How to Use a Cordless Drill

If you’re someone who doesn’t want to call the electrician or plumber for every little thing, you must have the right equipment. These include electric drills, screwdrivers, wrenches, and everything that can help you fix things on your own. If you’re looking for drills, you also need to learn how to use a cordless drill. Here, we have covered several factors like safety, speed controlling and handling.

How to Use a Cordless Drill

Drilling is much more than placing it against the wall and pulling the trigger. You need to know what kind of bits to use, how much torque you need against wood or cement surfaces, and the speed you need to drill at.

Preparation and Safety

Before you start drilling the bookshelves in your room, make sure you’re wearing eye protection. Safety goggles are essential since they will help keep the flying debris out. Also, try to avoid wearing baggy and loose clothes while drilling. When you lean over, there is a chance that they could catch onto the drill.

If your project is lengthy and you’ll be drilling for long, wear ear protection. Constant drilling can lead to hearing damage because of the loud noise. In case you think drilling will cause a lot of dust, you need to wear a face mask. This will filter out the air you breathe and keep your lungs protected.

Basic Controls

When learning how to use a cordless drill, you need to know that it rotates in both directions: clockwise and counter-clockwise. You can change the direction of drilling by pressing a button with your thumb on the side. Whether you’re a lefty or a righty, you need to know that the input drilling direction for any material is clockwise.

Here are a few basic steps to follow while drilling:

  • Wrap your hand around the handle and use your index finger to press the trigger. The harder you press, the faster the rotational speed.
  • Once you have drilled into the wall, switching rotation can help you retract the drill. Moreover, the anti-clockwise direction is also used to unscrew fasteners.
  • However, you must never change directions while the drill is still moving. Only change the gear and the torque collar when the drill has completely stopped.

Speed Control

There are two types of cordless drills.

  • Single-speed drills
  • Multiple-speeds drills

The single-speed option is ideal if you work on a small scale. With the high torque, you can drill larger holes and drive screws easily. In multiple-speed drills, you can control the speed: slow or fast.

The lower speed is to drill holes in walls. On the other hand, you can switch to a higher speed if you wish to use an electric drill as a screwdriver.

Tip: If you deal with wood most of the time, a single-speed drill is just the right one for you. If your work is not limited to just one use of drilling, go for a multiple-speed one.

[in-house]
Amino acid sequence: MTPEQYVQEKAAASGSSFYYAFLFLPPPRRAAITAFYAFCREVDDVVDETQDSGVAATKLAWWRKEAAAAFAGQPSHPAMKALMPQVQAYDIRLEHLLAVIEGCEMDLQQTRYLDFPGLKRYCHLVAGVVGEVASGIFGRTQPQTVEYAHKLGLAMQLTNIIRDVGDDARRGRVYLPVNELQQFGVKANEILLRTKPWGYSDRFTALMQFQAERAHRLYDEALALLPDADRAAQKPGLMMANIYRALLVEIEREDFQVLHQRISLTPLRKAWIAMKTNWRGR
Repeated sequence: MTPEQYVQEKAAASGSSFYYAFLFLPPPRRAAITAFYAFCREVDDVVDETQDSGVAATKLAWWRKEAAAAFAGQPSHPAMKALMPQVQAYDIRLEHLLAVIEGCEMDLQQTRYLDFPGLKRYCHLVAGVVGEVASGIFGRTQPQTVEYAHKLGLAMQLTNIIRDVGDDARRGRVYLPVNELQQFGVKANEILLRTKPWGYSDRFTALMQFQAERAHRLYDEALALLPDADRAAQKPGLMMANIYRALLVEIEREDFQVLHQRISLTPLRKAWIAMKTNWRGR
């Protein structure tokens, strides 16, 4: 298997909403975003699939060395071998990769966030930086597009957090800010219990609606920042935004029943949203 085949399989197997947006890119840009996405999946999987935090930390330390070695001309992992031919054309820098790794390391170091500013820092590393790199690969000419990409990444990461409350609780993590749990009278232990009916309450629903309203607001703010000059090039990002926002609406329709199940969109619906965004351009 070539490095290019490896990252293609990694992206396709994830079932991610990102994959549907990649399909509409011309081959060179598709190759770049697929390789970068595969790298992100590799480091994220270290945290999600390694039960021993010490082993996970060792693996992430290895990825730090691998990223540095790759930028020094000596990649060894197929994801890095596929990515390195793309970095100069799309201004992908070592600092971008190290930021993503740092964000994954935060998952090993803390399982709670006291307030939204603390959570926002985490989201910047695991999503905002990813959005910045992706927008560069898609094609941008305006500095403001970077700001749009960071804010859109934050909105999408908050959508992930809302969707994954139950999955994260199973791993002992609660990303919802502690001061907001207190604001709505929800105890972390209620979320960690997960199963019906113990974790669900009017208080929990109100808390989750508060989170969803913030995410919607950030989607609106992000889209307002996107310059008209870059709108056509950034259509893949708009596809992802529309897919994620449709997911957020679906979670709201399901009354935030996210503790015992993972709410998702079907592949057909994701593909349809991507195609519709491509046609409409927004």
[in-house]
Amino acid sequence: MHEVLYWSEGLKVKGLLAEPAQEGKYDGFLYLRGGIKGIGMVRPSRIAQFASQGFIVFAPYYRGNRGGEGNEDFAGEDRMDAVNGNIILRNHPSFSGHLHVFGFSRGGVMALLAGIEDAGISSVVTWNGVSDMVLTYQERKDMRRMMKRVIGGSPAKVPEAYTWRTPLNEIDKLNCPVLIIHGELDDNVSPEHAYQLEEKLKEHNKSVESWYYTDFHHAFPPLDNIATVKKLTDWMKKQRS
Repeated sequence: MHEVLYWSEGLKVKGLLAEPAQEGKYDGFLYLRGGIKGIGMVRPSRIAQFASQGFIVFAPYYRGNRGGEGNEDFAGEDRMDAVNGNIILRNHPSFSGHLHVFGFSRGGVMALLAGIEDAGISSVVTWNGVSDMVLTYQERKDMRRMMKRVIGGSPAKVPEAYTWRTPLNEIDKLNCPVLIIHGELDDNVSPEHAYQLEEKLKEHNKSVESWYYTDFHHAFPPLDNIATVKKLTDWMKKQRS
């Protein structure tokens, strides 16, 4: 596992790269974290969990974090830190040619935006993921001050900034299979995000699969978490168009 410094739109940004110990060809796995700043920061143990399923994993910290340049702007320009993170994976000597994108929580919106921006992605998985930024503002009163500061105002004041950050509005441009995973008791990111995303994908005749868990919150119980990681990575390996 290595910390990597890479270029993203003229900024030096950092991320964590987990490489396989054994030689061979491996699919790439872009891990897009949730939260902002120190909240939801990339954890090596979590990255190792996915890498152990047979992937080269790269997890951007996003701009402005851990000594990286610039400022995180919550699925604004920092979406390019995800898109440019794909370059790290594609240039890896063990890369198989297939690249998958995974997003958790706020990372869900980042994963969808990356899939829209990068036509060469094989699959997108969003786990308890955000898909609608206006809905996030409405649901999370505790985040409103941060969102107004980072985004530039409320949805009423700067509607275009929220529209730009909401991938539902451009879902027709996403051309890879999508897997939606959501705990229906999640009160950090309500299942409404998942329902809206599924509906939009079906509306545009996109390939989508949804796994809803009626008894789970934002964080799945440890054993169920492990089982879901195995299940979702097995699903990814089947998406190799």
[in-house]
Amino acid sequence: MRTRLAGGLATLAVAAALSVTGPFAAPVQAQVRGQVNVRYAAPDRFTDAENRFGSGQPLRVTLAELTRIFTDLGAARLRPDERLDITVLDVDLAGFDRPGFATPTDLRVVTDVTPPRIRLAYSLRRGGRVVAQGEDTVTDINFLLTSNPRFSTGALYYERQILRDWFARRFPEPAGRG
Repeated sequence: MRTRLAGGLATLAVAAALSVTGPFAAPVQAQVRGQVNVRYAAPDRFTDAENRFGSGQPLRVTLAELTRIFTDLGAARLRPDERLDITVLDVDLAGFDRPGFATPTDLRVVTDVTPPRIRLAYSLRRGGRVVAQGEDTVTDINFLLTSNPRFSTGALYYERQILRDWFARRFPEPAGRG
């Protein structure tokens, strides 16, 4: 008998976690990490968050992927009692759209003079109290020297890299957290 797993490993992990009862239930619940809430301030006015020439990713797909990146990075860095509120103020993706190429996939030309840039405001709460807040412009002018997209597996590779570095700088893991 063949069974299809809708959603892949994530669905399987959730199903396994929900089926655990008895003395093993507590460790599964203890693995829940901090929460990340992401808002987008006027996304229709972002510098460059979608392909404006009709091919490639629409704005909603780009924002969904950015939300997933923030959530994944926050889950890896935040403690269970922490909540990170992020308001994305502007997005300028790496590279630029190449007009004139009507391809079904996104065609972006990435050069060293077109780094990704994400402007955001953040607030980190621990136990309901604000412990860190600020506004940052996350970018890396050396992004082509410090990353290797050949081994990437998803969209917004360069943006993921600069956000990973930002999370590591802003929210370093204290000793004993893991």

Setting the Clutch

The clutch of a drill is also known as the torque adjustment collar. It is usually numbered from 1 to 10. At 10, the highest torque is produced. When driving screws into a very hard material, you need more torque. This is when you adjust the clutch and ease into the wood with your drill.

Before going into the details, it’s important to differentiate between drill and drive. Drilling means to make a hole while driving means to screw. If you’ve got a drill machine that can also drive, you need to know how to work the clutch.

Use lower torque against softer materials like drywall or when you want to limit how far the screw goes inside. A higher torque is used against wood or when screwing the flush. Use the clutch to switch to drill/drive mode and see how easy it becomes to complete the job.

The Chuck

The chuck is what holds onto the drilling/driving bits. It is a three-point clamp and comes in different sizes like ½ of an inch or ¾ of an inch.

You can find some drills that will come with a key that is used to tighten the chuck. You can also find keyless chucks, but those will have to be tightened by hand.

  • Open the chuck and insert your drilling bit.
  • Rotate the sleeve clockwise to tighten it until the chuck fully grips the drill bit.
  • Now, gently press the trigger and see if the bit wobbles or shakes.
  • If it does, it means you haven’t tightened it properly, and you’ll need to do it again.

One simple trick to install the bit in the chuck is to put the drill in reverse mode, hold onto the chuck and slip the bit inside. Now, switch into the forward mode and slowly pull the trigger, holding the chuck at the same time.

Handling and Charging/Batteries

When you’re browsing for drill machines, you will see that many hammer drills come with a detachable handle. The handle is there to give you strength, control, and leverage when drilling hard against a cement/brick wall.

To use the handle, rotate it counter-clockwise to loosen it. Now, move it up right below the collar of the drill and then twist it clockwise to tighten it.

Of course, cordless gadgets either work on batteries or need to be charged. Most of the tools come with an extra battery pack, and they both will have an indicator on them to notify you, in advance, about how much juice is left in them.

Mostly, the battery is indicated by lights; on the drill itself, if not on the battery. If there is no kind of indicator, the drill will just stop working without any signs of slowing down.


Now that you have learned about using a cordless drill, you can go on and design the type of cupboard you want in the bedroom. Adhere to safety precautions; drills can lead to serious injuries if not done with care.

The best thing to do is to go for a cordless drill/driver. This will take care of both of your needs. You can switch modes in case you want to create a hole in something, and if you want to tighten the screws of your dining table, you can do that too.

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